Occasional anxiousness is a regular part of life but people with anxiety disorders experience repeated episodes of intense anxiety and fear.
Common symptoms of chronic anxiety include persistent worry, feeling on edge, difficulty concentrating, excessive alertness or fear, restlessness, irritability, sleep disturbances, and muscle tension.
It’s important to seek professional help instead of turning to unhealthy coping mechanisms like drugs or alcohol.
Anxiety and depression are two of the most common mental health disorders adults experience. The pandemic has brought our mental health crisis to the forefront even more. While measures like social distancing and remote work have helped stop the spread of COVID-19, the unintended consequence is that many have been left feeling lonely, isolated, and depressed.
Add to that the fear and anxiety surrounding the virus itself, as well as other everyday stressors, and we are left with lots of stress, pain, and grief. In this article, we explore “normal” anxiety, common signs and symptoms of anxiety disorders, and when it’s time to see a therapist.
What is anxiety?
Anxiety disorders on the other hand involve constant, overwhelming anxiety that interferes with your daily life and/or relationships Typically, anxiety disorders involve repeated episodes of extreme worry or fear.
These feelings can last a long time and are out of proportion to the actual danger. Often, symptoms of anxiety start during childhood or the teen years and continue into adulthood. In many instances, sufferers avoid certain situations or settings to prevent feelings of overwhelming worry.
What are the commons signs and symptoms of anxiety?
Signs and symptoms of anxiety are usually self-diagnosable and include the following:
Feeling nervous or restless
A sense of panic, doom, or impending danger
Increased heart rate
Hyperventilation or rapid breathing
Trembling and racing thoughts
Feeling weak or tired
Constant, uncontrolled worrying and trouble concentrating
Gastrointestinal (GI) problems
Having the desire to avoid things that trigger anxiety
Types of anxiety
There are many different types of anxiety disorders. The most common are:
Generalized Anxiety Disorder (GAD)
GAD involves persistent and excessive anxiety and worries over activities and events, even ordinary occurrences. With GAD, worry is hard to control and affects how you physically feel. Also, it is out of proportion to the actual circumstance.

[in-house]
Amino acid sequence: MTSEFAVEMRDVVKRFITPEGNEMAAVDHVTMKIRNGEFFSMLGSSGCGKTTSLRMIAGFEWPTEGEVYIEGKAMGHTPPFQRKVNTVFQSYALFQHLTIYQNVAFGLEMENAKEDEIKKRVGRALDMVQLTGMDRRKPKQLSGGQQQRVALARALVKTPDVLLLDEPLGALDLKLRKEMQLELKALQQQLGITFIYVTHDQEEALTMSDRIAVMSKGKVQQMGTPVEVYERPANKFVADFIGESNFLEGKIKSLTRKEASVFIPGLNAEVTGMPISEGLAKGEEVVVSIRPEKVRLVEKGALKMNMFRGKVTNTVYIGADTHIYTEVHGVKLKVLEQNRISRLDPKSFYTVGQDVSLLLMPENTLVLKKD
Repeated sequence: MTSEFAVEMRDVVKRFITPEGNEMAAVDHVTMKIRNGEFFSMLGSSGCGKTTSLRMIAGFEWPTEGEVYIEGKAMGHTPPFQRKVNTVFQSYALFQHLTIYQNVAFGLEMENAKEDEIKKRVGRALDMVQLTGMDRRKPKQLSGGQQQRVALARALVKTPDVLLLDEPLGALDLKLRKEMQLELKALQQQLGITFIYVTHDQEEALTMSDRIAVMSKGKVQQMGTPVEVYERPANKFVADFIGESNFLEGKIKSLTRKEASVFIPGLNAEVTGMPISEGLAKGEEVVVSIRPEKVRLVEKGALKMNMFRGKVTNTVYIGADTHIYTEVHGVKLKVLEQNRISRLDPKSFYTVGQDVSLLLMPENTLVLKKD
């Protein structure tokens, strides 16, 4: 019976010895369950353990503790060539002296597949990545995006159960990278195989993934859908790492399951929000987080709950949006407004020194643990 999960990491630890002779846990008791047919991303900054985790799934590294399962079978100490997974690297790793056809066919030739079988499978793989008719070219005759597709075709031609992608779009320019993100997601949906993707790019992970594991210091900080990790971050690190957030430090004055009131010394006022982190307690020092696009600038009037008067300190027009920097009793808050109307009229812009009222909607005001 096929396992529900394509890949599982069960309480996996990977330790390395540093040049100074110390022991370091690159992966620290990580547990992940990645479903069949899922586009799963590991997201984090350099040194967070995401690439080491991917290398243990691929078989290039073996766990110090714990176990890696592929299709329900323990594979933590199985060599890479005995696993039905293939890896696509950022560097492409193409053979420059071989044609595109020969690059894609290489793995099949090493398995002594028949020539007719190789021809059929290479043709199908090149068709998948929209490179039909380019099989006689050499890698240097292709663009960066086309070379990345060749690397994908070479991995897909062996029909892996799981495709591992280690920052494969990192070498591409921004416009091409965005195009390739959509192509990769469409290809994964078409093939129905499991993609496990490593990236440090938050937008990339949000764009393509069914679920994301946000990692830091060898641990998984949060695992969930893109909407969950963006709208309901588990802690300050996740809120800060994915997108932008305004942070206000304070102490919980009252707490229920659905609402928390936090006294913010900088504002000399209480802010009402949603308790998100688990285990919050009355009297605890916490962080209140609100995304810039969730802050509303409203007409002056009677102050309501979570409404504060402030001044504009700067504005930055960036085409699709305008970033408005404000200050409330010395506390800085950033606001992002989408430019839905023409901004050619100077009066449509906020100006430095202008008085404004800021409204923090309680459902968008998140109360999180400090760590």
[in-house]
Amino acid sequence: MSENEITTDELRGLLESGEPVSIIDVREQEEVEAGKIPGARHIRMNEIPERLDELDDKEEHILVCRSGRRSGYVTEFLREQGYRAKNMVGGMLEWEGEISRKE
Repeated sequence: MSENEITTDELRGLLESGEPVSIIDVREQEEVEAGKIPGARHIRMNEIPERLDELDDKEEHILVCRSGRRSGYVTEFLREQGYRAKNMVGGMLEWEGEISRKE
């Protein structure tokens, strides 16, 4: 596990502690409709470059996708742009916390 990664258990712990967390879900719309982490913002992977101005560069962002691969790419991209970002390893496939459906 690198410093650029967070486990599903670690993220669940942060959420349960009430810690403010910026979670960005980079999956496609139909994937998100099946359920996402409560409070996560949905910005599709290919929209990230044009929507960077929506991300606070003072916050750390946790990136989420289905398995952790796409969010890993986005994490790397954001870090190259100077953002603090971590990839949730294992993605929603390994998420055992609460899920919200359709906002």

This involves fear, anxiety, and avoidance of social situations. Social anxiety creates feelings of embarrassment, self-consciousness, and concern about being judged and viewed negatively by the people around you.
These occur when a person feels very fearful about a particular object or situation and may go to great lengths to avoid it. People with phobias imagine or irrationally exaggerate the danger. Phobias provoke panic attacks in some people. Examples of specific and common phobias include:
Acrophobia – Fear of heights
Aerophobia -Fear of flying
Astraphobia – Fear of loud, natural noises, especially thunder and lightning
Autophobia – Fear of being alone or lonely
Claustrophobia – Fear of confined or crowded spaces
Hemophobia – Fear of blood
Zoophobia – Fear of animals
Panic disorders often cause episodes involving shortness of breath, chest pain, or a rapid, fluttering, or pounding heart. These symptoms are caused by repeated episodes and sudden feelings of terror that reach a peak within minutes. Panic attacks often lead to further worrying about them happening again or avoiding situations in which they’ve occurred.
Post-traumatic-stress disorder (PTSD)
PTSD is a set of distinct reactions that can develop in individuals who have experienced a traumatic event that threatened their life or safety or the lives or safety of those around them. As a result of this difficult event, the person experiences feelings of intense fear, helplessness, or even horror.
What causes anxiety disorders?
Unfortunately, the causes are not fully understood. Life experiences such as traumatic events seem to trigger anxiety disorders in people. Inherited traits also seem to be a factor. Also, for some people, anxiety may be linked to an underlying health issue, such as chronic pain, heart disease. or irritable bowel syndrome.
Having an anxiety disorder can lead to other mental health and physical conditions including:
Headaches and chronic pain
When to seek treatment for anxiety
Seeking help and support for chronic anxiety can be extremely beneficial. Symptoms of anxiety disorders do not usually go away on their own. If left untreated, these disorders can greatly interfere with your life, work, and/or relationships.
In addition to seeking out a therapist and/or doctor, staying active can reduce the impact of anxiety. Participating in activities that you enjoy and that make you feel good about yourself can make you feel less anxious. Social interaction and caring relationships lessen stress and worry. In contrast, alcohol or drug use can cause worsening anxiety and should be avoided.
Professional support w